Pitchers don't always need Tommy John surgery to correct elbow issues. Masahiro Tanaka has pitched through an elbow issue the last two seasons. Just like Tanaka, Nola recently received a PRP injection (platelet rich plasma). Tanaka has adjusted his repertoire slightly since suffering the injury in 2014, and his opponents have hit 27 points higher the last two seasons than they did in '14 against his best pitch, the splitter.
Will Nola have to adjust his own repertoire? Keep in mind he had the highest curveball frequency of any starting pitcher in the National League this season, throwing that pitch 33.8 percent of the time. Wear and tear on the elbow could force him to throw fewer curves and that's his money pitch. In two years in the majors, Nola's opponents have hit .176 with 119 strikeouts against his curve. They've hit .348 against his changeup, .305 vs. his sinker and .276 against his four-seam fastball.
Phillies fans will be content simply if Nola is ready to go next spring training. But if he's healthy enough, he will still need to show he can be effective, and that's something Grapefruit League games won't teach us. We'll really have to wait until the end of next April, assuming Nola has a chance to make four or five starts in the first month of the 2017 regular season, to know which direction his career is headed.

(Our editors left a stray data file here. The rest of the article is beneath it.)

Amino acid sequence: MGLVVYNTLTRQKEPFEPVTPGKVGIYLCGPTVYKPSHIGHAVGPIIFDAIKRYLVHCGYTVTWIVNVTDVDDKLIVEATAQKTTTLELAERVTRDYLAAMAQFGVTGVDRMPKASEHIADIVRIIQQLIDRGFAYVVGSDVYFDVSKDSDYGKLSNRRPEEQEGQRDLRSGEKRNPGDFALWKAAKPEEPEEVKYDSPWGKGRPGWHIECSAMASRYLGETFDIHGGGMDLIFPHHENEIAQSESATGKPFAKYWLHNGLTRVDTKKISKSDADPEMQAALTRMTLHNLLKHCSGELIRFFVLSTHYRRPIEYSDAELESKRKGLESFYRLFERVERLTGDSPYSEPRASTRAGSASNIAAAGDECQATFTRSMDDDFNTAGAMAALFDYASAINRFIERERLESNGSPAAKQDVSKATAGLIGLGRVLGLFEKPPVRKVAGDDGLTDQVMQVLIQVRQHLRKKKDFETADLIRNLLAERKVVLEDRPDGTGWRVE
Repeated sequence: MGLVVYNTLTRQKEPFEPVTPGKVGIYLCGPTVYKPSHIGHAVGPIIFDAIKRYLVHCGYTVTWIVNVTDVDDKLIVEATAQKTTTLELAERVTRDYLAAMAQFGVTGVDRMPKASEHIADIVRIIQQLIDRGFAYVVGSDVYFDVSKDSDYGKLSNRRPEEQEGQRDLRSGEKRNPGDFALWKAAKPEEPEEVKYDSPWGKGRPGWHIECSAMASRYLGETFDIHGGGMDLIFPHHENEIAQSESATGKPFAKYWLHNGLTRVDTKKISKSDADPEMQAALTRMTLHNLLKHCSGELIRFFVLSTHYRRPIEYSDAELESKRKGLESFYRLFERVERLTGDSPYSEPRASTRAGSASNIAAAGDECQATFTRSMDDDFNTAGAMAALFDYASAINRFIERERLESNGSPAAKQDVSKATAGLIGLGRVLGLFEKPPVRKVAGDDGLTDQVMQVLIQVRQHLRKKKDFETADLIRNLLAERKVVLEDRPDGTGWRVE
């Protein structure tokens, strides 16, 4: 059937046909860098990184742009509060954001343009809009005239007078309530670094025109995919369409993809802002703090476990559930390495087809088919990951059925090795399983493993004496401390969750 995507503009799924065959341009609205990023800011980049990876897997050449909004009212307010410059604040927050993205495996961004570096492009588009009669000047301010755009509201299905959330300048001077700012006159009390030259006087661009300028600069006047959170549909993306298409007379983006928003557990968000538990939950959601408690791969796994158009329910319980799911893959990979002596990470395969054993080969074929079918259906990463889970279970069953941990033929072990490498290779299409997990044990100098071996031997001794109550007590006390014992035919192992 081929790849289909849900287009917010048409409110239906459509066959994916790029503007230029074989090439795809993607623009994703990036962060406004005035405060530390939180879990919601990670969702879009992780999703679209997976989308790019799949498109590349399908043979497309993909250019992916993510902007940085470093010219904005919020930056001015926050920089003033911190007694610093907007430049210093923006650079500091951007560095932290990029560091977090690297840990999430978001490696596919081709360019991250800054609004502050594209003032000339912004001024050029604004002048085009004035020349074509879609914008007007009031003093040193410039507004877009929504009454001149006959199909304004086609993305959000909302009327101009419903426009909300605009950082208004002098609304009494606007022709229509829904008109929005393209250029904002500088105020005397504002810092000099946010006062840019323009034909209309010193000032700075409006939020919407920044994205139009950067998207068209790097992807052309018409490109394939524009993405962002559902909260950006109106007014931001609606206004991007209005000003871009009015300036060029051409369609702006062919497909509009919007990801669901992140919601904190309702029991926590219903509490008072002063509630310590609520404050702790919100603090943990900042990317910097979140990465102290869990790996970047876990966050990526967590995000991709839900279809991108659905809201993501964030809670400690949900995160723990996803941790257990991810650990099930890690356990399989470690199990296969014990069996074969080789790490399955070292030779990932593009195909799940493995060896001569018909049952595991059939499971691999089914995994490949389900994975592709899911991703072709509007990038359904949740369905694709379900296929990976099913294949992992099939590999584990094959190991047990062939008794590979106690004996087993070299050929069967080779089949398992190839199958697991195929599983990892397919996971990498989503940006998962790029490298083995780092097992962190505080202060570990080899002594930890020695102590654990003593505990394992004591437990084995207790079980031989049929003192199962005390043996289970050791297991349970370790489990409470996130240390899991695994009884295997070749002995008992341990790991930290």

Jerad Eickhoff — Upside
Nola faces the most questions; Eickhoff faces the fewest. Of all the Phillies' young starting pitchers — majors and minors — Eickhoff has been the most solid, durable and consistent in 2016.
Phillies manager Pete Mackanin made note last week of Eickhoff's "bulldog mentality." Apt way to describe it. The 25-year-old has been a workhorse on a staff starved for them, pitching at least six innings in 16 of his 25 starts this year. He's 8-12 with a 3.91 ERA, 1.24 WHIP, 7.7 strikeouts per nine innings and 2.1 walks.